Flood catastrophe ‘costliest weather event in Australian history’ – Daily – Insurance News

The Insurance Council of Australia (ICA) says the February-March flood catastrophe that hit Queensland and NSW is Australia’s most expensive natural disaster.

Updated figures reveal total insured losses amounting to $5.65 billion, surpassing the cost of the previous record holder, the 1999 Sydney hailstorm.

ICA says insurers have already paid out $3.59 billion, with about 69% of the 237,470 flood claims closed.

CEO Andrew Hall says it’s “pleasing to see” that most claims have now been closed given the scale of damage, promising that “insurers are working around the clock to close out the remainder”.

The figures come as part of new data released by ICA that shows insurance costs relating to storms and floods since 2020 – that have been declared as Insurance Catastrophes or Significant Events – totalled $12.3 billion.

Mr Hall says the “very sobering” numbers show that one in 25 Australians have lodged a claim relating to extreme weather since January 2020.

“Each one of the 788,000 wild and wet weather claims lodged with insurers over the past three years represents a significant disruption to an Australian homeowner, tenant, landlord, business owner, primary producer or motor vehicle owner,” Mr Hall said.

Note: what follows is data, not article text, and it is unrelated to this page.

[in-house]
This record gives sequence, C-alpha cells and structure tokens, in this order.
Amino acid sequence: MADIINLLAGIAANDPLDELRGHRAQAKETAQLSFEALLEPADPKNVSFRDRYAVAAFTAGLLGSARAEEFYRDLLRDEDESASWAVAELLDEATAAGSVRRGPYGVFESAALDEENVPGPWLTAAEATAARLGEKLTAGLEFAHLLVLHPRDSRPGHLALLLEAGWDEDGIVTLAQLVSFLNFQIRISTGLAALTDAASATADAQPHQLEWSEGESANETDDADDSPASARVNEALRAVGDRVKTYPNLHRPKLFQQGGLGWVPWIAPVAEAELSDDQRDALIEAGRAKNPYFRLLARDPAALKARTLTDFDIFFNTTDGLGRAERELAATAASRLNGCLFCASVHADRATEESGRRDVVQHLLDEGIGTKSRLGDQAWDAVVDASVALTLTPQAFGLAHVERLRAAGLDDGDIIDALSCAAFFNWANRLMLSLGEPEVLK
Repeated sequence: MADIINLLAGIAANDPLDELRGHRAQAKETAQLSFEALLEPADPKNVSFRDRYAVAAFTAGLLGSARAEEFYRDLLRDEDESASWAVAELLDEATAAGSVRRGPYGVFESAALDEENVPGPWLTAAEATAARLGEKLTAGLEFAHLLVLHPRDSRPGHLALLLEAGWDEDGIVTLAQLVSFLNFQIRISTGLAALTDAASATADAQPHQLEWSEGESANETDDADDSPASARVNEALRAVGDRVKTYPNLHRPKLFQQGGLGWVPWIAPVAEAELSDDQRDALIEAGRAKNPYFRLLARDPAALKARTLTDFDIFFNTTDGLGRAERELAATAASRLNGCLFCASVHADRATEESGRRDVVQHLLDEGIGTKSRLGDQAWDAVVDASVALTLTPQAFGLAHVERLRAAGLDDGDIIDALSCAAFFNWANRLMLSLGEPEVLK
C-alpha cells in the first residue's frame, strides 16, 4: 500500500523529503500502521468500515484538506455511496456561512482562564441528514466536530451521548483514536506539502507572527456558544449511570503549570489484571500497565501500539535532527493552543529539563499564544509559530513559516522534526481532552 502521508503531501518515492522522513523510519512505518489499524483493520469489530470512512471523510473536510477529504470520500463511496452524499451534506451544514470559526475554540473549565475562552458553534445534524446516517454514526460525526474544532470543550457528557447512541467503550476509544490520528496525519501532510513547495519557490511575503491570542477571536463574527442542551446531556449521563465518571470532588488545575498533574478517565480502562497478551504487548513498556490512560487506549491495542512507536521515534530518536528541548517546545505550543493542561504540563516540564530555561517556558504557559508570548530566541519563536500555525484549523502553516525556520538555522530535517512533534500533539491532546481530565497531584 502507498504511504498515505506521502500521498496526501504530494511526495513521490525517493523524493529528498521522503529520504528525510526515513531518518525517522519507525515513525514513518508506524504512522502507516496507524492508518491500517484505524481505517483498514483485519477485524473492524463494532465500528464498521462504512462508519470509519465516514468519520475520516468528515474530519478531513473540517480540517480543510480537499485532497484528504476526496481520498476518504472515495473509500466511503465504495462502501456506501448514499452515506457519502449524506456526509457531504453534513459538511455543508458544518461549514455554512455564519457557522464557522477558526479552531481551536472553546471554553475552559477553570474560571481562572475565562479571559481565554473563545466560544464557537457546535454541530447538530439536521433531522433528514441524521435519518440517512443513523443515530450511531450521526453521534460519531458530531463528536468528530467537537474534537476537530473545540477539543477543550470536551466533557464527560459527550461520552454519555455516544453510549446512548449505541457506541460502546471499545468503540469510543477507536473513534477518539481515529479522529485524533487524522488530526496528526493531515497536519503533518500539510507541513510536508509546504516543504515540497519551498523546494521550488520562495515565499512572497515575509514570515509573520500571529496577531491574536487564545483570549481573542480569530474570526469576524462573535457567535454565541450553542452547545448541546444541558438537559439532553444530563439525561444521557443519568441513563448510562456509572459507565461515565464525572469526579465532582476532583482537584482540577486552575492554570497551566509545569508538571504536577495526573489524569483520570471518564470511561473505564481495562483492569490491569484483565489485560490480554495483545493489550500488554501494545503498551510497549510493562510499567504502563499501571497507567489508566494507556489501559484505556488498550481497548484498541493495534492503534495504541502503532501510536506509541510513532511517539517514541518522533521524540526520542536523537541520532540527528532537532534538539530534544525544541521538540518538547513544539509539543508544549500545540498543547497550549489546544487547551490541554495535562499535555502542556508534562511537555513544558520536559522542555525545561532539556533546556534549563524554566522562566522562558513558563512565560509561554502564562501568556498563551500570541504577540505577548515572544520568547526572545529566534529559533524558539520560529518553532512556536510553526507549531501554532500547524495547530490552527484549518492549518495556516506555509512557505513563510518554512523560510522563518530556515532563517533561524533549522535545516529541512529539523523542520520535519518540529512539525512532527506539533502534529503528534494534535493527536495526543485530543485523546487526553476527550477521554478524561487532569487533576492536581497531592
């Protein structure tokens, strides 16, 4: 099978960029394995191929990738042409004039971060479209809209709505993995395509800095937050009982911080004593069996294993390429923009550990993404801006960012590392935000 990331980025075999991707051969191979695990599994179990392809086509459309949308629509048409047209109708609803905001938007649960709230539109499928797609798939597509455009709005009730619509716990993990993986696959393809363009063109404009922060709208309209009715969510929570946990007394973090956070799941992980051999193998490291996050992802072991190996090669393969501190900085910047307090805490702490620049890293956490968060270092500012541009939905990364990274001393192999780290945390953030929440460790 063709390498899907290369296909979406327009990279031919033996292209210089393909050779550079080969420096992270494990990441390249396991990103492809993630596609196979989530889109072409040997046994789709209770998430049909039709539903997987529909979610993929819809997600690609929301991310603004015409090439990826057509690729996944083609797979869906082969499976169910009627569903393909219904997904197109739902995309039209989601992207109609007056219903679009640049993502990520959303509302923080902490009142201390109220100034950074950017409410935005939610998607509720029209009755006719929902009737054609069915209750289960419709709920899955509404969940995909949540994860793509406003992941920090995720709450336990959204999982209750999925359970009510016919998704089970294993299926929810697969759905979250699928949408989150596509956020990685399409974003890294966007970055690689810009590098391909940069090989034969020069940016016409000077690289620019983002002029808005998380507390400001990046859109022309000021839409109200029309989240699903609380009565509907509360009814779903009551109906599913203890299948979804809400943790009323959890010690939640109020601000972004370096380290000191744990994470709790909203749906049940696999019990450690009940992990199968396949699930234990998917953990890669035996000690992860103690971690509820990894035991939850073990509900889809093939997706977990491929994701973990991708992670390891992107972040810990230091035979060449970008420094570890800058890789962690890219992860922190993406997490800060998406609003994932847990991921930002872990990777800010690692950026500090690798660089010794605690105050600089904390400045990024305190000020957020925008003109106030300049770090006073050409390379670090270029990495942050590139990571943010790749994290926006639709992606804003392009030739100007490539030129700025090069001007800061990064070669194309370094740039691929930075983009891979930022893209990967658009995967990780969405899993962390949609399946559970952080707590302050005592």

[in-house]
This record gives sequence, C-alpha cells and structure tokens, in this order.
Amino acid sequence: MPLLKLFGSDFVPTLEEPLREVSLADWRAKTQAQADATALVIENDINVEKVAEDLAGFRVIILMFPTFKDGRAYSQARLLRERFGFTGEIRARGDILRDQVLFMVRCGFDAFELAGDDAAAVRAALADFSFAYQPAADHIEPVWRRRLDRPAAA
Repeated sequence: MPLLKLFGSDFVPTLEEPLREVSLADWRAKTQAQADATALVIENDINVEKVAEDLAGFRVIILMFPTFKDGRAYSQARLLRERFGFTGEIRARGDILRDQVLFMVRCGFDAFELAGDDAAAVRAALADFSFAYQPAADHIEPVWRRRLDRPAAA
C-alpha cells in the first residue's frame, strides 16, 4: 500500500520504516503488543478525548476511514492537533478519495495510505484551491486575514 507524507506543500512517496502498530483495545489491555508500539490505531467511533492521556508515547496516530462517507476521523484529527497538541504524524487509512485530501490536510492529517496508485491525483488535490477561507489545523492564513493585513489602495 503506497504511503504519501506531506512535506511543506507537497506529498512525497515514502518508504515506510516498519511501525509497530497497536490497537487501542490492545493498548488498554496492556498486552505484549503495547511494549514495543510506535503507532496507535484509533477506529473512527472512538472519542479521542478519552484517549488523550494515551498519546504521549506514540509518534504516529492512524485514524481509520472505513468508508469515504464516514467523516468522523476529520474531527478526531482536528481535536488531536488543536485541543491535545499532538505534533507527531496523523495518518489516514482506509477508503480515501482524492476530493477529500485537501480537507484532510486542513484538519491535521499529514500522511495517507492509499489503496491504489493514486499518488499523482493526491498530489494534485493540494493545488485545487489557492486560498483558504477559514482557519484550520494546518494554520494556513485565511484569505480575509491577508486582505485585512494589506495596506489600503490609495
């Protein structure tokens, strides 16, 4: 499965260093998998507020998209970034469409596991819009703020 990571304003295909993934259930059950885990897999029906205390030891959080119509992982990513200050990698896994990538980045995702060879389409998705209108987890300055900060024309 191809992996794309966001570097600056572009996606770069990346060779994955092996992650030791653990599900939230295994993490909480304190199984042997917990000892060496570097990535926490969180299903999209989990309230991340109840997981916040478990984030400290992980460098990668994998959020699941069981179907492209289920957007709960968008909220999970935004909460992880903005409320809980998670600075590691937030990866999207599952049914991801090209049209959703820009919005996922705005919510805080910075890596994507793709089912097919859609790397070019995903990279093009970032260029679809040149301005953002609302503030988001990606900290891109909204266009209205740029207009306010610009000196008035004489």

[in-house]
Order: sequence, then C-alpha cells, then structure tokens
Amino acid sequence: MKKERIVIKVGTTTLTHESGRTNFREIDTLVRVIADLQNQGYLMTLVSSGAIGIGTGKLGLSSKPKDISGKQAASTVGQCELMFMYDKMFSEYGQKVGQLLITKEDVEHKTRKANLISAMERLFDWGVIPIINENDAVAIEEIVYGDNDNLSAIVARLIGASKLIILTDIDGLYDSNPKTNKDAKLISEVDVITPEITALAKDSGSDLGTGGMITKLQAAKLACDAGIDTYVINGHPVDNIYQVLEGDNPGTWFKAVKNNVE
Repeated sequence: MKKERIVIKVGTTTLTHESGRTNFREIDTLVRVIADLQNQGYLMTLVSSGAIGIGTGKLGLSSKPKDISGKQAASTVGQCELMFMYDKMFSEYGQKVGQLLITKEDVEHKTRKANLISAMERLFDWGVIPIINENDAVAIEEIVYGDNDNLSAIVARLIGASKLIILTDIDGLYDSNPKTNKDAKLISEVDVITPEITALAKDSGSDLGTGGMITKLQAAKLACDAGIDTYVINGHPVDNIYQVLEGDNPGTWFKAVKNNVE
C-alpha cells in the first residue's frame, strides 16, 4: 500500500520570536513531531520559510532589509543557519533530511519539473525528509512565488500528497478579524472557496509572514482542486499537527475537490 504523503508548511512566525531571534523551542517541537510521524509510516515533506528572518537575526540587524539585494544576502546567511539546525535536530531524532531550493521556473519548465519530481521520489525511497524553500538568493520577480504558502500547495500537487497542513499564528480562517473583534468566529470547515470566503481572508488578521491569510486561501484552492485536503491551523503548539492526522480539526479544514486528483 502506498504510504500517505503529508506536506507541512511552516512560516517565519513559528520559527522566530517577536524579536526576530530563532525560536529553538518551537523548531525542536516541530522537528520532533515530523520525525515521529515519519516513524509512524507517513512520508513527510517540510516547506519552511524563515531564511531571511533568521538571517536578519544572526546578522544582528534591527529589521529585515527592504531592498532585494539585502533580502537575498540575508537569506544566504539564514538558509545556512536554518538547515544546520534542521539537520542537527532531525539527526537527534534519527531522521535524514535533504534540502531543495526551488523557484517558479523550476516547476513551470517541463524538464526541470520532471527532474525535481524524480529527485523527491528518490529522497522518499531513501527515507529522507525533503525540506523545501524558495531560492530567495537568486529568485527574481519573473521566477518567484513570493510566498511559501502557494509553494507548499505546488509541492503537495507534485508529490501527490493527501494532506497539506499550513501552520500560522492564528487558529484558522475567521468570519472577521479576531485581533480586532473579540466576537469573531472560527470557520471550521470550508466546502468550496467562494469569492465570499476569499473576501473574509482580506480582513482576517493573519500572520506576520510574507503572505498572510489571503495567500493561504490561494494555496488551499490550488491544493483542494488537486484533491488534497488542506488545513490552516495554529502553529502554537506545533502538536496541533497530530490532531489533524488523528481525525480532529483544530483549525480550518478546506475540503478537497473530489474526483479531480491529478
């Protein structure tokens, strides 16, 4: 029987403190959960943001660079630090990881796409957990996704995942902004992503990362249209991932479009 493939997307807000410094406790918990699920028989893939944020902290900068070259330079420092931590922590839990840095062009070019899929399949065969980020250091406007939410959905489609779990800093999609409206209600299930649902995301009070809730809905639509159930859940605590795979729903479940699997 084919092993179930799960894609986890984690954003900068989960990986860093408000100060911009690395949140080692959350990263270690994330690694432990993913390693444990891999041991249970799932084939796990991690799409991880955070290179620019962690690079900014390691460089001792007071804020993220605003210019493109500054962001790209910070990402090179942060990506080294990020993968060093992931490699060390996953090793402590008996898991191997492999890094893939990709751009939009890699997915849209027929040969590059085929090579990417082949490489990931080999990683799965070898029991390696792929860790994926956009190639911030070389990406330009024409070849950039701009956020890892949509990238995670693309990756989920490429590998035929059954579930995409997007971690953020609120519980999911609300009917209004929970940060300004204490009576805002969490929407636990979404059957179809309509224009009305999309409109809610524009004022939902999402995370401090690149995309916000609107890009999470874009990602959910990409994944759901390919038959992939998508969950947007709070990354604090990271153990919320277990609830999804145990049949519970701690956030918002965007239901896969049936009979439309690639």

Among the costliest events in the past three years were hailstorms in Queensland in 2020, two of which topped $1 billion in insured losses, as well as severe storms in Victoria and SA last year, which amounted to $875 million.

Floods across Tasmania, Victoria and NSW from October have insured losses of $477 million so far, while around 3600 claims have already been lodged in relation to recent floods in Central West NSW.

“While these figures show the massive impact of extreme weather events, they also show how hundreds of thousands of Australians have been helped back on their feet by their insurer,” Mr Hall said.

He says the data shows the importance of increased investment for climate resiliency, declaring that “we need to stop building homes in harms’ way”.

“We must not ignore what this data is telling us to do – invest in community-level mitigation, home retrofits, home buybacks in the most extreme cases, and better early warning systems,” Mr Hall said.



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